because gluten-free food doesn't have to be rubbish

A loaf of bread

with 2 comments

A loaf of bread. Such a simple thing. Stuff of life. Stuff of sandwiches and quick lunches at any rate. Yet for coeliacs it’s the holy grail. The symbol of all that they cannot eat. The unattainable cooking feat that shows they’ve progressed from buying free-from biscuits and tasteless rice cakes to taking their destiny in their own hand and building their future from scratch. Or something.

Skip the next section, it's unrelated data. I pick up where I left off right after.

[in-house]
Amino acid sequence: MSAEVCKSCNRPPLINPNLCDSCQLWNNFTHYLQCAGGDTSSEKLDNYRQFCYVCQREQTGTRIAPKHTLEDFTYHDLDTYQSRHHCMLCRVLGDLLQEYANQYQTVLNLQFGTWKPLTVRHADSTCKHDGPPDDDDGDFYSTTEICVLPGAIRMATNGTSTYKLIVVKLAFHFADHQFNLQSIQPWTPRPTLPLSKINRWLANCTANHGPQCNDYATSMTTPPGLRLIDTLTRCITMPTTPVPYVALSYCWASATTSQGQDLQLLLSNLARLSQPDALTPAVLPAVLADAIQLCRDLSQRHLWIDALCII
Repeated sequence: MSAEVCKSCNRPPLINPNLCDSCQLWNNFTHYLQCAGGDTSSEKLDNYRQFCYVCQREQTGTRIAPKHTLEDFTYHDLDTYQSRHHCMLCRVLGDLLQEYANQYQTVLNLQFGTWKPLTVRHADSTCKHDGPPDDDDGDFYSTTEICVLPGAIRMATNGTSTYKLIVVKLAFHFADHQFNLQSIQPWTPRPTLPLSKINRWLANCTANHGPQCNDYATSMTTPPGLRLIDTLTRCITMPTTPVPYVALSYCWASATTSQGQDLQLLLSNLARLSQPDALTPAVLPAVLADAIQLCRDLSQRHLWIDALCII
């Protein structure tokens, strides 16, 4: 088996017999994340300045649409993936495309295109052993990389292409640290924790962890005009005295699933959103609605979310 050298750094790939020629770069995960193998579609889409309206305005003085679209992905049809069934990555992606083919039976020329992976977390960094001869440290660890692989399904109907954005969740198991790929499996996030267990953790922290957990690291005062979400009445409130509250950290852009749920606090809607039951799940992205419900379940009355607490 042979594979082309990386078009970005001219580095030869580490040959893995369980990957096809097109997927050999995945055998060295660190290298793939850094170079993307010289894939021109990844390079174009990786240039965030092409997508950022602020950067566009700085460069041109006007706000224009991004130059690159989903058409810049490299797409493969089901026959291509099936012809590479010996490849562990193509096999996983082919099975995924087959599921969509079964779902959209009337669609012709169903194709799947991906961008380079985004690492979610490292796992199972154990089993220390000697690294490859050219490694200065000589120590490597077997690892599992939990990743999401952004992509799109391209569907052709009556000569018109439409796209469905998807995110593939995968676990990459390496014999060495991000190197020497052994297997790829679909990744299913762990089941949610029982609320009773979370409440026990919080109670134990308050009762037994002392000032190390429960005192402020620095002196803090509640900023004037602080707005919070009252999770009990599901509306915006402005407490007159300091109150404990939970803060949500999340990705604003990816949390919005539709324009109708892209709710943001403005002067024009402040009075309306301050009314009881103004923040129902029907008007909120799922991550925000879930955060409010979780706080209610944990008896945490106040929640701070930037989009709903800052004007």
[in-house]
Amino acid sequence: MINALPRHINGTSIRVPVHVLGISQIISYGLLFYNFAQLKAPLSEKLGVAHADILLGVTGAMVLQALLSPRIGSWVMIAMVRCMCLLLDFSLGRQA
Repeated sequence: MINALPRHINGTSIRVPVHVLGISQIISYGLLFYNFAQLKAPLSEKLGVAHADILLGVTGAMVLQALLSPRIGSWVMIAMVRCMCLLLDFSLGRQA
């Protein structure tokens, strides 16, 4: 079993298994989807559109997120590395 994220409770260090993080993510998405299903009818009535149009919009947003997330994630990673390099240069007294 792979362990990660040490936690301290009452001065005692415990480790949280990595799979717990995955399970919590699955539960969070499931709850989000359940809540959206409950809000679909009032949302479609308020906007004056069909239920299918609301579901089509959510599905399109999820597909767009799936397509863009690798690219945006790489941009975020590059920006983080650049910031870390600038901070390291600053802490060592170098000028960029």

The number of treatises on bread-making is almost limitless; many bakers devote their whole lives to the art, experimenting with different flours, different levels of gluten, different proving and baking times. Something so complex becomes even more so (and at the same time less so) when you remove the main component. Gluten. Breads get their character from the gluten in them. A strong bread flour with lots of gluten will take lots of kneading to get that stretchy, springy, elastic texture. One that’s overworked, conversely, will become tough and heavy. But what happens when you take the gluten out? The result, as I’m sure we know all too well, is a dense loaf of dry, crumbly bread, more akin to cement powder than Hovis. And so the holy grail; a loaf of gluten-free bread that is light, spongy, springy, moist but holds up to butter and a slice or two of cheese, could even support a tomato slice without becoming soggy and falling apart.